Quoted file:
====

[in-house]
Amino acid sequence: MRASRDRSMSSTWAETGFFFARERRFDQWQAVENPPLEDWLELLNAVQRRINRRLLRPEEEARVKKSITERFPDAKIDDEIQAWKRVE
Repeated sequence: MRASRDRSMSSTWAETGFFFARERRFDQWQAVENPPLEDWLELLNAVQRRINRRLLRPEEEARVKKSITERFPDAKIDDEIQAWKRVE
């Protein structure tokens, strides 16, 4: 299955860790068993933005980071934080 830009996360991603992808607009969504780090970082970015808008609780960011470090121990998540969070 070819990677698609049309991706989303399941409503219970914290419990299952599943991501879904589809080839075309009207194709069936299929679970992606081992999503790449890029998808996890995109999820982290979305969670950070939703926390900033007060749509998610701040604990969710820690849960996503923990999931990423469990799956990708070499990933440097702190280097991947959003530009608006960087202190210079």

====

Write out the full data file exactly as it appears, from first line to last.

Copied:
[in-house]
Amino acid sequence: MRASRDRSMSSTWAETGFFFARERRFDQWQAVENPPLEDWLELLNAVQRRINRRLLRPEEEARVKKSITERFPDAKIDDEIQAWKRVE
Repeated sequence: MRASRDRSMSSTWAETGFFFARERRFDQWQAVENPPLEDWLELLNAVQRRINRRLLRPEEEARVKKSITERFPDAKIDDEIQAWKRVE
């Protein structure tokens, strides 16, 4: 299955860790068993933005980071934080 830009996360991603992808607009969504780090970082970015808008609780960011470090121990998540969070 070819990677698609049309991706989303399941409503219970914290419990299952599943991501879904589809080839075309009207194709069936299929679970992606081992999503790449890029998808996890995109999820982290979305969670950070939703926390900033007060749509998610701040604990969710820690849960996503923990999931990423469990799956990708070499990933440097702190280097991947959003530009608006960087202190210079």